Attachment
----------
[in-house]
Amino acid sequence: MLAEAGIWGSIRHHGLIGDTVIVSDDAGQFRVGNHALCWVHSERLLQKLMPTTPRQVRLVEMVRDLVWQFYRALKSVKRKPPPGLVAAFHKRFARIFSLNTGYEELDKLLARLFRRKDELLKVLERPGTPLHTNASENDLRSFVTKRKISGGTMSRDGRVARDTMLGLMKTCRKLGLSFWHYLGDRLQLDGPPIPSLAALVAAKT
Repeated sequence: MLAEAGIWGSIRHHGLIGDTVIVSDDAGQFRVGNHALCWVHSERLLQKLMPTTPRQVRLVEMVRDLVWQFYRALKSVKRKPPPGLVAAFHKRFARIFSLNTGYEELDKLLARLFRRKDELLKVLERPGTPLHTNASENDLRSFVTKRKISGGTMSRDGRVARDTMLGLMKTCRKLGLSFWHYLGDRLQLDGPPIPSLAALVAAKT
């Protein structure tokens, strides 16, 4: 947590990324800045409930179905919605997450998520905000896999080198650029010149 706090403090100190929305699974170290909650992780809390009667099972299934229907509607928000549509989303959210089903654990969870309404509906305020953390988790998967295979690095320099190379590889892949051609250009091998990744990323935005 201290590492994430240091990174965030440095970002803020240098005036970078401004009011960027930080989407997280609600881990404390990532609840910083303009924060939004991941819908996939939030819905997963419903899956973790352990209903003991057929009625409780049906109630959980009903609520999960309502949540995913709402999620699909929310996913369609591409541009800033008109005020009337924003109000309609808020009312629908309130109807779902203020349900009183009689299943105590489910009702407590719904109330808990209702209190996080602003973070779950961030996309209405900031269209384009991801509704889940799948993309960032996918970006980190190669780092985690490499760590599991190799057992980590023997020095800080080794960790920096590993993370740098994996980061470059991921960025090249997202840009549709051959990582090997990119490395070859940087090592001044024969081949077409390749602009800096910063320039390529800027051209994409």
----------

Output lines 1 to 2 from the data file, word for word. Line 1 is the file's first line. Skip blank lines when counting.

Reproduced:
[in-house]
Amino acid sequence: MLAEAGIWGSIRHHGLIGDTVIVSDDAGQFRVGNHALCWVHSERLLQKLMPTTPRQVRLVEMVRDLVWQFYRALKSVKRKPPPGLVAAFHKRFARIFSLNTGYEELDKLLARLFRRKDELLKVLERPGTPLHTNASENDLRSFVTKRKISGGTMSRDGRVARDTMLGLMKTCRKLGLSFWHYLGDRLQLDGPPIPSLAALVAAKT